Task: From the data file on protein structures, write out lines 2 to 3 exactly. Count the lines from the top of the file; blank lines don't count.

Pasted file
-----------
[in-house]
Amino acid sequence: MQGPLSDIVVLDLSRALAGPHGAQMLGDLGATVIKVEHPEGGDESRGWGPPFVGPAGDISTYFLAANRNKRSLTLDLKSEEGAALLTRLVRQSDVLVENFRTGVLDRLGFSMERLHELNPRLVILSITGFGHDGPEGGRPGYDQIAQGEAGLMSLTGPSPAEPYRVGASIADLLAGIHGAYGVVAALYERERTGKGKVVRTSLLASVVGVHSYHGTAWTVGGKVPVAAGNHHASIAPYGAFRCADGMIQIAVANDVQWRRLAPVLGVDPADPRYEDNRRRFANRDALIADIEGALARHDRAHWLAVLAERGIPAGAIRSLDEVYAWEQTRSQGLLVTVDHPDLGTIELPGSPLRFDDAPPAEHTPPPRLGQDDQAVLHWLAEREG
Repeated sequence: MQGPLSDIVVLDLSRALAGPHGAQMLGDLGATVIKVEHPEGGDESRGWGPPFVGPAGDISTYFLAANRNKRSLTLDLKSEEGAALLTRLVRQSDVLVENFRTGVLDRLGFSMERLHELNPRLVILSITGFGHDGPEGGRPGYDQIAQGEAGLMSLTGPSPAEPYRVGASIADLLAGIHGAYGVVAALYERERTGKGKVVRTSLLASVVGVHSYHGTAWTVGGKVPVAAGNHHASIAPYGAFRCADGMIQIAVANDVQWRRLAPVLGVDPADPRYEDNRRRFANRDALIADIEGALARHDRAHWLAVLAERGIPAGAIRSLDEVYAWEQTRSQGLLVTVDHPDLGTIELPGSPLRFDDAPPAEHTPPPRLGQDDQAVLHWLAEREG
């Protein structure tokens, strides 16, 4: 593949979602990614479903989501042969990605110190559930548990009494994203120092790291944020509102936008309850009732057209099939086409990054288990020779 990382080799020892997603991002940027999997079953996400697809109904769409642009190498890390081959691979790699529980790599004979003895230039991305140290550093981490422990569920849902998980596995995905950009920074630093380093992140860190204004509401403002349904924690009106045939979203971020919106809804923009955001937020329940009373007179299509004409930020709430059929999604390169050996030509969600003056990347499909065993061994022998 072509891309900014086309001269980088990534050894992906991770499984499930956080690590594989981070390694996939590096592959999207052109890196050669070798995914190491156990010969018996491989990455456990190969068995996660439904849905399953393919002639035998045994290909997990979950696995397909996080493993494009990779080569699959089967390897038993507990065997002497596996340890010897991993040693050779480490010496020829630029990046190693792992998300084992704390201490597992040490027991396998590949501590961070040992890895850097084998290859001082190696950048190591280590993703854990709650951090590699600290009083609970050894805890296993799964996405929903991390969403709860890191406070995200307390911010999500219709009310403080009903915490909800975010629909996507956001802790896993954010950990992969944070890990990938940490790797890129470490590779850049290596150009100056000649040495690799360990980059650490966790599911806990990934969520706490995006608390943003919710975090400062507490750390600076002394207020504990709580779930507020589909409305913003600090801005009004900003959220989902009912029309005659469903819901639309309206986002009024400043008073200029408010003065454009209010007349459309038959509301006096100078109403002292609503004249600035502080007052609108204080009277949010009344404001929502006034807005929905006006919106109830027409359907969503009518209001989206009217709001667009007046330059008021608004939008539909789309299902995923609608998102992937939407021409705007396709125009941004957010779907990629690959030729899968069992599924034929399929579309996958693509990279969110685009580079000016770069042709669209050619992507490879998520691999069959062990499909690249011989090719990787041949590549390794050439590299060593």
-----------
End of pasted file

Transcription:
Amino acid sequence: MQGPLSDIVVLDLSRALAGPHGAQMLGDLGATVIKVEHPEGGDESRGWGPPFVGPAGDISTYFLAANRNKRSLTLDLKSEEGAALLTRLVRQSDVLVENFRTGVLDRLGFSMERLHELNPRLVILSITGFGHDGPEGGRPGYDQIAQGEAGLMSLTGPSPAEPYRVGASIADLLAGIHGAYGVVAALYERERTGKGKVVRTSLLASVVGVHSYHGTAWTVGGKVPVAAGNHHASIAPYGAFRCADGMIQIAVANDVQWRRLAPVLGVDPADPRYEDNRRRFANRDALIADIEGALARHDRAHWLAVLAERGIPAGAIRSLDEVYAWEQTRSQGLLVTVDHPDLGTIELPGSPLRFDDAPPAEHTPPPRLGQDDQAVLHWLAEREG
Repeated sequence: MQGPLSDIVVLDLSRALAGPHGAQMLGDLGATVIKVEHPEGGDESRGWGPPFVGPAGDISTYFLAANRNKRSLTLDLKSEEGAALLTRLVRQSDVLVENFRTGVLDRLGFSMERLHELNPRLVILSITGFGHDGPEGGRPGYDQIAQGEAGLMSLTGPSPAEPYRVGASIADLLAGIHGAYGVVAALYERERTGKGKVVRTSLLASVVGVHSYHGTAWTVGGKVPVAAGNHHASIAPYGAFRCADGMIQIAVANDVQWRRLAPVLGVDPADPRYEDNRRRFANRDALIADIEGALARHDRAHWLAVLAERGIPAGAIRSLDEVYAWEQTRSQGLLVTVDHPDLGTIELPGSPLRFDDAPPAEHTPPPRLGQDDQAVLHWLAEREG